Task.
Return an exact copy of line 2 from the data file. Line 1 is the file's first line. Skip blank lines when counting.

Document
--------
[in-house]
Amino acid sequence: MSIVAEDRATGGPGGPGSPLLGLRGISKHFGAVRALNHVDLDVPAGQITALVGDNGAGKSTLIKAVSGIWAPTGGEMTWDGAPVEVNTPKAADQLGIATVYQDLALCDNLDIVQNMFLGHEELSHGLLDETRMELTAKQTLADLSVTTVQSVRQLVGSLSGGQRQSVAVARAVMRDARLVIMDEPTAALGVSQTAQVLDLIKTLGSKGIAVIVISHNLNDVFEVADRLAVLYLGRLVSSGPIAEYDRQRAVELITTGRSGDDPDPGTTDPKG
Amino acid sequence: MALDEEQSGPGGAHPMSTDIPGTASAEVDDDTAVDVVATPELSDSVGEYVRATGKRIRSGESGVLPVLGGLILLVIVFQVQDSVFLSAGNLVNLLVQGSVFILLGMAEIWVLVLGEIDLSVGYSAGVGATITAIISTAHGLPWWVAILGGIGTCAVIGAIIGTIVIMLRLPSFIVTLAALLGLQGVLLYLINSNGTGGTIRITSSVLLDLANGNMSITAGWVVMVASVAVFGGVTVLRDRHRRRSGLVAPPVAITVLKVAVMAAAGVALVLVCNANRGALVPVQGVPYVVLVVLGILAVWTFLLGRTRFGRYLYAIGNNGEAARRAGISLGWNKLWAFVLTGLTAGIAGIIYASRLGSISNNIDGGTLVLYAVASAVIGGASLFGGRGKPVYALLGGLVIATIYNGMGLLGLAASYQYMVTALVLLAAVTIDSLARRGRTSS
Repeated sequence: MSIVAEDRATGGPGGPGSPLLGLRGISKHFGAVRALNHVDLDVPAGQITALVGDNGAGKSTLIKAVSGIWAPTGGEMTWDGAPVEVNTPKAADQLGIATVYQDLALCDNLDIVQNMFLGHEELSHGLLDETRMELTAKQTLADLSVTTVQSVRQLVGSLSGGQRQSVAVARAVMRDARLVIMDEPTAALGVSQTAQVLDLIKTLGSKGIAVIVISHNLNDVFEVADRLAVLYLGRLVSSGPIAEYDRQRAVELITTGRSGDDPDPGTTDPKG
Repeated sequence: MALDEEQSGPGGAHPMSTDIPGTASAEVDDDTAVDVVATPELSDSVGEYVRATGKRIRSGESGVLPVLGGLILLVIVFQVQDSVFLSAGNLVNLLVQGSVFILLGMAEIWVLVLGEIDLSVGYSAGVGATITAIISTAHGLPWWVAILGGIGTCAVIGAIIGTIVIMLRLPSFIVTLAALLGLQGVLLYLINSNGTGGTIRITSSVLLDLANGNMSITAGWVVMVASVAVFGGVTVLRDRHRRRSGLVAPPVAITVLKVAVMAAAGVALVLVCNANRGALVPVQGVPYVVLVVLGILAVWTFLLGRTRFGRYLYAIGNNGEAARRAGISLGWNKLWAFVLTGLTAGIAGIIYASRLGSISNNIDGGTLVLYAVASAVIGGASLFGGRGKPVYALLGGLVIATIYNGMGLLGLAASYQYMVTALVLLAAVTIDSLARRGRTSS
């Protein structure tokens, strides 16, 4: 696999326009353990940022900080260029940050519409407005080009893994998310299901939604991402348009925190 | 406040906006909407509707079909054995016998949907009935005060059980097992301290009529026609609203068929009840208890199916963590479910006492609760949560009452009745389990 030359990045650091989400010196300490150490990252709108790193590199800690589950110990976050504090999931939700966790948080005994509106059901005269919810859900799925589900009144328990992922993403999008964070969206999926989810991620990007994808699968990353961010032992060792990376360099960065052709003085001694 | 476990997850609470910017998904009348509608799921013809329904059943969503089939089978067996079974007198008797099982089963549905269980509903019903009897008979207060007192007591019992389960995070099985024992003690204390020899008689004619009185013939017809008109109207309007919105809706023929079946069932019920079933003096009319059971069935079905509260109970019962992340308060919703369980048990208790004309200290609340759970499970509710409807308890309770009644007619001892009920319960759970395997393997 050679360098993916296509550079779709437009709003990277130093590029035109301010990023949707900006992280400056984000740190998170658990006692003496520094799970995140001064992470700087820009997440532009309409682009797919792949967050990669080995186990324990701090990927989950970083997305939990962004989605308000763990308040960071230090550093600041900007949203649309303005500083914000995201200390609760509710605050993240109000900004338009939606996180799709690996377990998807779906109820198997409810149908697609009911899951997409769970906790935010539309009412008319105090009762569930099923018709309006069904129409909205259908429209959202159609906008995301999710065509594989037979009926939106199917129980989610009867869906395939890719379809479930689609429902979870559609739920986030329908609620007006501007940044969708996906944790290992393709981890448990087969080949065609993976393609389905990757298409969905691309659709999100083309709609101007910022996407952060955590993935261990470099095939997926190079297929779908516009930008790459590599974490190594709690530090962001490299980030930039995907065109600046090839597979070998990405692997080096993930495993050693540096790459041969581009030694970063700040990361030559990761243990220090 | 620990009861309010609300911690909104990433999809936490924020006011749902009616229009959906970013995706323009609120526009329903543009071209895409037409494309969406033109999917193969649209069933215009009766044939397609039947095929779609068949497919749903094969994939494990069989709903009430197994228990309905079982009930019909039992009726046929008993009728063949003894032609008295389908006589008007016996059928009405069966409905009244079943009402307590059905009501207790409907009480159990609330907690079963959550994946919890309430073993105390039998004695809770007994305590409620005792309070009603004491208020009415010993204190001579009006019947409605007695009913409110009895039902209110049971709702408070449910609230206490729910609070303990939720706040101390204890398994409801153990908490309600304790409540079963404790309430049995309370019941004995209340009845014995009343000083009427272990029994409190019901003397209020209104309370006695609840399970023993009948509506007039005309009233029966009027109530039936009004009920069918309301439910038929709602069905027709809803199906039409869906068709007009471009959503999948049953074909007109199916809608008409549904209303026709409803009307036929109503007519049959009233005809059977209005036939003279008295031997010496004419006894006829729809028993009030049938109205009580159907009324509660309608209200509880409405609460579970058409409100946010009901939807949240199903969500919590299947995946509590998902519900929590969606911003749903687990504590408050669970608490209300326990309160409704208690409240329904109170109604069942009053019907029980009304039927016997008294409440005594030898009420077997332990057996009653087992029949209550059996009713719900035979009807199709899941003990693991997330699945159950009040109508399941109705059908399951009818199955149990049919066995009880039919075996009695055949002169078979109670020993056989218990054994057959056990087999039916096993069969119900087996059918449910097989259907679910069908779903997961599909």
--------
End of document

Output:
Amino acid sequence: MSIVAEDRATGGPGGPGSPLLGLRGISKHFGAVRALNHVDLDVPAGQITALVGDNGAGKSTLIKAVSGIWAPTGGEMTWDGAPVEVNTPKAADQLGIATVYQDLALCDNLDIVQNMFLGHEELSHGLLDETRMELTAKQTLADLSVTTVQSVRQLVGSLSGGQRQSVAVARAVMRDARLVIMDEPTAALGVSQTAQVLDLIKTLGSKGIAVIVISHNLNDVFEVADRLAVLYLGRLVSSGPIAEYDRQRAVELITTGRSGDDPDPGTTDPKG